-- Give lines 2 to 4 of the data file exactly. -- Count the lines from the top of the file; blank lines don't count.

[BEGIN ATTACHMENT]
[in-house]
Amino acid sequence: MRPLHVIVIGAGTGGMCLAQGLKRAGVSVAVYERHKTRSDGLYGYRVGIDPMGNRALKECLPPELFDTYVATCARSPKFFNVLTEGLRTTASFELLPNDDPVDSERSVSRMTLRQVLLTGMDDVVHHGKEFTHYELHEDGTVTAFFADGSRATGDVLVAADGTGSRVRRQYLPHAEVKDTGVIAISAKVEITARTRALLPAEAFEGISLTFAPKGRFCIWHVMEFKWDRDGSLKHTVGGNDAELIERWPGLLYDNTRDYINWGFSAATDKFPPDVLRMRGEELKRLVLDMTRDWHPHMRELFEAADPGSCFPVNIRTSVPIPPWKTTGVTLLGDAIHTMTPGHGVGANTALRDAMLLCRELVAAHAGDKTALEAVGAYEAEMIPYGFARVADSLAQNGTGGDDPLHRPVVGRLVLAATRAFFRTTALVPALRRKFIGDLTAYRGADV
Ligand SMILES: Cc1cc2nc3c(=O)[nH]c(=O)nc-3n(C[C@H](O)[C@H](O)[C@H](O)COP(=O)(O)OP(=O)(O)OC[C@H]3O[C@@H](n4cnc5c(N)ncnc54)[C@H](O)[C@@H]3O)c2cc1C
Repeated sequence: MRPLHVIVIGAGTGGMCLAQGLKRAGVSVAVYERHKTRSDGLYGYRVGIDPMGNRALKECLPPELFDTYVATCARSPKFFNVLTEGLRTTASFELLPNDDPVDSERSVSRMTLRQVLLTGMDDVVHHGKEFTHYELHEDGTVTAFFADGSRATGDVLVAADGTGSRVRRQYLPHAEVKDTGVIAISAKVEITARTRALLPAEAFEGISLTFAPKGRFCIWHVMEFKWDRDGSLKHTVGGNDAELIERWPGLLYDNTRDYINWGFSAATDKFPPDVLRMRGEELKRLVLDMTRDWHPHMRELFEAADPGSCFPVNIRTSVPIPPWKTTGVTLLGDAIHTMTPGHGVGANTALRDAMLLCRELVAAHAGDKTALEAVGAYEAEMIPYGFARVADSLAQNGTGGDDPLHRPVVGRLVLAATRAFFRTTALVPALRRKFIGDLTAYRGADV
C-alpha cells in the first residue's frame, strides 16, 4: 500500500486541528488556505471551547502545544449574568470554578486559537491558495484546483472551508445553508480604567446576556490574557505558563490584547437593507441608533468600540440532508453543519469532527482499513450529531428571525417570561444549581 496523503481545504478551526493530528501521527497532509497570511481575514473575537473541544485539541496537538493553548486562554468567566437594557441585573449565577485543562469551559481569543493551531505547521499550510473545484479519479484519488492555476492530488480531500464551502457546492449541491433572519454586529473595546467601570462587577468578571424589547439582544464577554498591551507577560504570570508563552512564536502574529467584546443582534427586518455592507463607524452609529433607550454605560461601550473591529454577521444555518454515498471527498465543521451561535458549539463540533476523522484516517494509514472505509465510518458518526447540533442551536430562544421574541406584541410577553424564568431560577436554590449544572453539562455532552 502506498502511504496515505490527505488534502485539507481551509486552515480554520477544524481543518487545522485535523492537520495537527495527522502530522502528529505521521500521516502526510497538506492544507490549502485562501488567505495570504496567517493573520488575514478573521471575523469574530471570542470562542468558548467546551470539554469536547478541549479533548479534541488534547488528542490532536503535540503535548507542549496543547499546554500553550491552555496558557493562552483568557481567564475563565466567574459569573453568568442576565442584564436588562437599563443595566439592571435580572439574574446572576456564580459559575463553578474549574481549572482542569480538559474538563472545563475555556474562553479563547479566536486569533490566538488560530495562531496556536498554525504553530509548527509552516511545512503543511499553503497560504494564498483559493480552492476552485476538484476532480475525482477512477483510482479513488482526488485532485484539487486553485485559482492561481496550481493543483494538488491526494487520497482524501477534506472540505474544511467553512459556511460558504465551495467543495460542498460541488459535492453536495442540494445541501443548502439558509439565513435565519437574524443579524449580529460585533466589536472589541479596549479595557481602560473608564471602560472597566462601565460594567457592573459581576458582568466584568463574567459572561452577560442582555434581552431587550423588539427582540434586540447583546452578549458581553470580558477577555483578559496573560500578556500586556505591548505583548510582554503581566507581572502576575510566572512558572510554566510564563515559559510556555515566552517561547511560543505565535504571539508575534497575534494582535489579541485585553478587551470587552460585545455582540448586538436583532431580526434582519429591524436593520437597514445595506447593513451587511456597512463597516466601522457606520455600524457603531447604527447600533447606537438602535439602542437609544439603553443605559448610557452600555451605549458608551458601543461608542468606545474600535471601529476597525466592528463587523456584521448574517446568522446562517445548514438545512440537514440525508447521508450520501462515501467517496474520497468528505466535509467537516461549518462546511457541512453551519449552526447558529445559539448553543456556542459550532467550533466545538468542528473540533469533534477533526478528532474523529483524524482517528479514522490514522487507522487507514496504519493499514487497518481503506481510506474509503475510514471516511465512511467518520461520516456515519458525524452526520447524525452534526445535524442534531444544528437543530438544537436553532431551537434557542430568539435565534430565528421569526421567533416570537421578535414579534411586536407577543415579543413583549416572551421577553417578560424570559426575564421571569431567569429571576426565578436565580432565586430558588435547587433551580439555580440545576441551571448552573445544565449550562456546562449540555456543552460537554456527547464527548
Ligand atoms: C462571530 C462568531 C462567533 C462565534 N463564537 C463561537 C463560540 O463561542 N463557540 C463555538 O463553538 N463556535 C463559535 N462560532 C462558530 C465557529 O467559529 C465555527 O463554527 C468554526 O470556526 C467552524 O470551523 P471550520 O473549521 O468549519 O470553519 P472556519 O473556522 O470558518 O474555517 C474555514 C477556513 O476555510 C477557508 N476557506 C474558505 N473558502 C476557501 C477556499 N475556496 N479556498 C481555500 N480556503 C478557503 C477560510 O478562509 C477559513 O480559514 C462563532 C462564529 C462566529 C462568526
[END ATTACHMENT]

Amino acid sequence: MRPLHVIVIGAGTGGMCLAQGLKRAGVSVAVYERHKTRSDGLYGYRVGIDPMGNRALKECLPPELFDTYVATCARSPKFFNVLTEGLRTTASFELLPNDDPVDSERSVSRMTLRQVLLTGMDDVVHHGKEFTHYELHEDGTVTAFFADGSRATGDVLVAADGTGSRVRRQYLPHAEVKDTGVIAISAKVEITARTRALLPAEAFEGISLTFAPKGRFCIWHVMEFKWDRDGSLKHTVGGNDAELIERWPGLLYDNTRDYINWGFSAATDKFPPDVLRMRGEELKRLVLDMTRDWHPHMRELFEAADPGSCFPVNIRTSVPIPPWKTTGVTLLGDAIHTMTPGHGVGANTALRDAMLLCRELVAAHAGDKTALEAVGAYEAEMIPYGFARVADSLAQNGTGGDDPLHRPVVGRLVLAATRAFFRTTALVPALRRKFIGDLTAYRGADV
Ligand SMILES: Cc1cc2nc3c(=O)[nH]c(=O)nc-3n(C[C@H](O)[C@H](O)[C@H](O)COP(=O)(O)OP(=O)(O)OC[C@H]3O[C@@H](n4cnc5c(N)ncnc54)[C@H](O)[C@@H]3O)c2cc1C
Repeated sequence: MRPLHVIVIGAGTGGMCLAQGLKRAGVSVAVYERHKTRSDGLYGYRVGIDPMGNRALKECLPPELFDTYVATCARSPKFFNVLTEGLRTTASFELLPNDDPVDSERSVSRMTLRQVLLTGMDDVVHHGKEFTHYELHEDGTVTAFFADGSRATGDVLVAADGTGSRVRRQYLPHAEVKDTGVIAISAKVEITARTRALLPAEAFEGISLTFAPKGRFCIWHVMEFKWDRDGSLKHTVGGNDAELIERWPGLLYDNTRDYINWGFSAATDKFPPDVLRMRGEELKRLVLDMTRDWHPHMRELFEAADPGSCFPVNIRTSVPIPPWKTTGVTLLGDAIHTMTPGHGVGANTALRDAMLLCRELVAAHAGDKTALEAVGAYEAEMIPYGFARVADSLAQNGTGGDDPLHRPVVGRLVLAATRAFFRTTALVPALRRKFIGDLTAYRGADV